Second-year offensive coordinator better able to balance responsibilities
“I think (Studrawa) expects more out of us as an offensive line now that we understand the situation. Last year it was new to everybody — it was new to the coaching staff, it was new to all of the offensive linemen.” JOSH DWORACZYK, LSU offensive lineman
Greg Studrawa enters his second season as LSU’s offensive coordinator having had his first fair chance to coordinate what he wants to do on offense.
It was almost exactly one year ago when on the first day of preseason practice Studrawa was rushed into the coordinator’s position from his familiar role as offensive line coach after it was determined that quarterbacks coach Steve Kragthorpe would have to relinquish the coordinator duties because he had contracted Parkinson’s disease.
Studrawa, who had been an offensive coordinator at Bowling Green from 2003-06, took over the play-calling duties, Kragthorpe focused on coaching the quarterbacks, tight ends coach Steve Ensminger helped with the offensive line and the entire offensive staff pulled together to game plan.
The offense thrived — with help from an exceptional defense and special teams — as the Tigers rolled to a 13-0 regular season before suddenly going impotent in a 21-0 loss to Alabama in the BCS Championship Game on Jan. 9.
That sent Studrawa, Kragthorpe and the offensive staff into the offseason will plenty to work on — self scouting tendencies, figuring out what went wrong in the title game, adapting the offense to strong-armed new starting quarterback Zach Mettenberger, and polishing the breakdown of responsibilities that was done on the fly last season. Studrawa, though, had something he didn’t have last season — time.
So when preseason practice began Thursday, Studrawa had a clearer sense of just what he wanted to do on offense and how best to balance his responsibilities with the line and the offense as a whole.
“It’s a lot easier,” Studrawa said. “I feel a lot more comfortable. Last year there was a lot of nervousness. Things are a lot smoother now.”
Head coach Les Miles has said LSU will pass the ball more frequently and be bolder in the passing game with Mettenberger than it was with Jordan Jefferson, who used his legs as much as his inconsistent arm, and Jarrett Lee, who was asked to manage the game without getting overly ambitious, last season.
“We’re going to throw the ball down the field more with Zach,” Studrawa said. “We’re going to be efficient in the passing game, and we’re going to make big plays in the passing game.”
But, Studrawa said, the Tigers have modified the offense, not scrapped it. They have a big, experienced and deep offensive line and a handful of talented running backs. They still have a strong defense and special teams.
“Winning games is a still a three-pronged deal with offense, defense and special teams,” he said. “We’re a heavy run team with a lot of sets. There were times last season when teams played eight or nine guys (near the line of scrimmage). We’re going to use the passing game to alleviate that pressure on the running game. It’s a subtle change, but we are going to throw more and keep defenses honest.”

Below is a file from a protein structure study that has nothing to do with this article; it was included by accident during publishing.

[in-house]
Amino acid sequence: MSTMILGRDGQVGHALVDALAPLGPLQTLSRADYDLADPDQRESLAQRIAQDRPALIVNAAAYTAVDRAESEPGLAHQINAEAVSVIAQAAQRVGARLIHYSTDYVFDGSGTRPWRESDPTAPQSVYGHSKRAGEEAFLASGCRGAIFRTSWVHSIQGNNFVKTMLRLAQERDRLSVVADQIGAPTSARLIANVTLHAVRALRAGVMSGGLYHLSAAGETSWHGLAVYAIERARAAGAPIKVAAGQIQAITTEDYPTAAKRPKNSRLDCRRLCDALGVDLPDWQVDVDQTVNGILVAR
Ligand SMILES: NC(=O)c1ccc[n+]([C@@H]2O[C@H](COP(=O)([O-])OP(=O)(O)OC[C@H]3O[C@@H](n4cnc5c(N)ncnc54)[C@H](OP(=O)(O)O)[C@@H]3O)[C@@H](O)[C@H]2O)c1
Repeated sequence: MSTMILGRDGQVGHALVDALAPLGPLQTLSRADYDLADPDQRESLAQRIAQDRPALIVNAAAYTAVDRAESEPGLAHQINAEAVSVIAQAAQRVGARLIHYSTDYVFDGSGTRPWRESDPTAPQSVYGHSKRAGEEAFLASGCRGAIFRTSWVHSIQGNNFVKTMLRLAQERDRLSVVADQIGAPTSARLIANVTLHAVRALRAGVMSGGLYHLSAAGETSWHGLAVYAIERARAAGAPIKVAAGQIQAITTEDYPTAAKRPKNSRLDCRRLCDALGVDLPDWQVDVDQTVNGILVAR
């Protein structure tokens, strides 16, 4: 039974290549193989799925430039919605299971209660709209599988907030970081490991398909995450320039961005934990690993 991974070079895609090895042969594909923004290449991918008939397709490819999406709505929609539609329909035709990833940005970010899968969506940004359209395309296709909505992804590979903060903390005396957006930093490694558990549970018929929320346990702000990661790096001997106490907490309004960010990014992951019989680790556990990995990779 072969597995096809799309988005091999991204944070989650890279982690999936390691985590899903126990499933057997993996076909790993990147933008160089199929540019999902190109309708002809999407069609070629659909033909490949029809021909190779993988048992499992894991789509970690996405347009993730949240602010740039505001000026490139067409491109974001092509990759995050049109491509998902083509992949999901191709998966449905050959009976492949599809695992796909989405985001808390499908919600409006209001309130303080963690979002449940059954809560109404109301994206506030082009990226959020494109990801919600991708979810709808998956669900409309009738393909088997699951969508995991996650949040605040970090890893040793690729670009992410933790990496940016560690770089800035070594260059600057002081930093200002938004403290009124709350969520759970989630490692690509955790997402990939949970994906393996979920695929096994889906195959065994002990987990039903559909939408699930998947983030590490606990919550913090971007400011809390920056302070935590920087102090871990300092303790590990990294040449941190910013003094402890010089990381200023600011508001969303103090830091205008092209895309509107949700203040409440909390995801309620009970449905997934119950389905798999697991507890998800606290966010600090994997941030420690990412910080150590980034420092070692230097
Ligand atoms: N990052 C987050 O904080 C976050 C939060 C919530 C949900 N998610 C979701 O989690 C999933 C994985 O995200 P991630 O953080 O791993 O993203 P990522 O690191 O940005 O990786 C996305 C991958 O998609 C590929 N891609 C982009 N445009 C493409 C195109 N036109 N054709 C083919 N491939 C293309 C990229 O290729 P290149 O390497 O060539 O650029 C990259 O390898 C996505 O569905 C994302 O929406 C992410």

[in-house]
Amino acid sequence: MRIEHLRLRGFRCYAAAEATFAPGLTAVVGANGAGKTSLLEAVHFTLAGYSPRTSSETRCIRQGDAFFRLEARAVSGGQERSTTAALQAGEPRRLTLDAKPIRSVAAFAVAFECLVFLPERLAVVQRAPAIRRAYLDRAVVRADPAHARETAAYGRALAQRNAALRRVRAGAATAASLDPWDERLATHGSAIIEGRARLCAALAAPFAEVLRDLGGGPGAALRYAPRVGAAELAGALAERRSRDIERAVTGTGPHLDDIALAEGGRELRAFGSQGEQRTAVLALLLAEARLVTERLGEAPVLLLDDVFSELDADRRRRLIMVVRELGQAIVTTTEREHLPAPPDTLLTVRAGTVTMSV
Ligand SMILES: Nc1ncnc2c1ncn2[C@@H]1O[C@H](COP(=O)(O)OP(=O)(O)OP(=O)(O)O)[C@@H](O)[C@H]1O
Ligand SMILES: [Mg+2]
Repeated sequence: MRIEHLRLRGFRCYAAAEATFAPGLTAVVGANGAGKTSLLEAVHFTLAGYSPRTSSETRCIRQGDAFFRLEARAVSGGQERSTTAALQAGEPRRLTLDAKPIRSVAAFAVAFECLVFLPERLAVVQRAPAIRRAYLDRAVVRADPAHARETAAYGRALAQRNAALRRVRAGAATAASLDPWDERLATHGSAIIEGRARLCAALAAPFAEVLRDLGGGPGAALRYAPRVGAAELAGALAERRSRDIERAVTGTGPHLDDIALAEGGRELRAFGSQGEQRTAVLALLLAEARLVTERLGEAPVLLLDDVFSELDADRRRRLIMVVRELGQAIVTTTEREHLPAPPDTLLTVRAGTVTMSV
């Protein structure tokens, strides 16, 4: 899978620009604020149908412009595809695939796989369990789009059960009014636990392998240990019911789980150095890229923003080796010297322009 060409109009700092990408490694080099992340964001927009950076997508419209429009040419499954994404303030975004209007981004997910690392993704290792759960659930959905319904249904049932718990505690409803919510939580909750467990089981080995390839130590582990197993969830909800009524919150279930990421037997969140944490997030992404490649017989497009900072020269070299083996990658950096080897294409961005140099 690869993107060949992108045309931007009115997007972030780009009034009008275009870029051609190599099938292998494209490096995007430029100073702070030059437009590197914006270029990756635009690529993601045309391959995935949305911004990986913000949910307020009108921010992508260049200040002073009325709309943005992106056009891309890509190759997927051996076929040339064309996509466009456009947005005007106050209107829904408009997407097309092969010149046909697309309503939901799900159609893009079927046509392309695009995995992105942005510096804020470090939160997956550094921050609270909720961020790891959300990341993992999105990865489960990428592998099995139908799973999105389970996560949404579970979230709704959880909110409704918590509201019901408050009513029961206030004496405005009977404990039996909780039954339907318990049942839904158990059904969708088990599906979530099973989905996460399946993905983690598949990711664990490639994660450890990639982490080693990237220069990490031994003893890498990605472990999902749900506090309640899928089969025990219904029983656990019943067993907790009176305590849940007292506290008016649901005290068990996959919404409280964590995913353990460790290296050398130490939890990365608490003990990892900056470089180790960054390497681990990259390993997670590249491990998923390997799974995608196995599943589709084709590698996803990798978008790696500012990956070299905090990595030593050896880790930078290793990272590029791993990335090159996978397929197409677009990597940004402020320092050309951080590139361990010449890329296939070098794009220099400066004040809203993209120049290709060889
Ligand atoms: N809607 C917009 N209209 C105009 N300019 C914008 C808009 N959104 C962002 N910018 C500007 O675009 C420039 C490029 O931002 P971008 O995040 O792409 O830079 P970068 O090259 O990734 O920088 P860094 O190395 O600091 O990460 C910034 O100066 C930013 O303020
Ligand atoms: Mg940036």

Studrawa said LSU has incorporated more screens into the passing game, will play at a faster tempo at times, and has explosive playmakers among the receivers, led by sophomores Odell Beckham Jr. and Jarvis Landry.
“Those guys are older, and they’ve come a long way,” Studrawa said. “We expect them to elevate their game.”
Studrawa said his transition last season was smoother than it might have been otherwise because he had experienced linemen that he didn’t have to be hands-on with all the time. The same is true of this year’s line. Though the Tigers lost two key seniors from last season in guard Will Blackwell and center/guard T-Bob Hebert, this line return fours starters and gets back a fourth in sixth-year senior Josh Dworaczyk.
Left tackle Chris Faulk said the linemen know that the better job they do, the easier it is for Studrawa to do his.
“If we’re doing our job up front as far as opening holes for our running backs and protecting our quarterbacks it relieves the stress off of him,” Faulk said. “If we’re doing our job up front, everything should be smooth.”
Smooth is a word that’s mentioned a lot in regards to the start of this camp compared to last year, especially for Studrawa and the offense.
“I think he expects more out of us as an offensive line now that we understand the situation,” Dworaczyk said. “Last year it was new to everybody — it was new to the coaching staff, it was new to all of the offensive linemen.
“In game situations, whenever you’re not able to communicate directly with your position coach, it can get difficult. But a year has gone by, we’ve matured and coach Stud knows he can count on us. I think he’s definitely more comfortable.”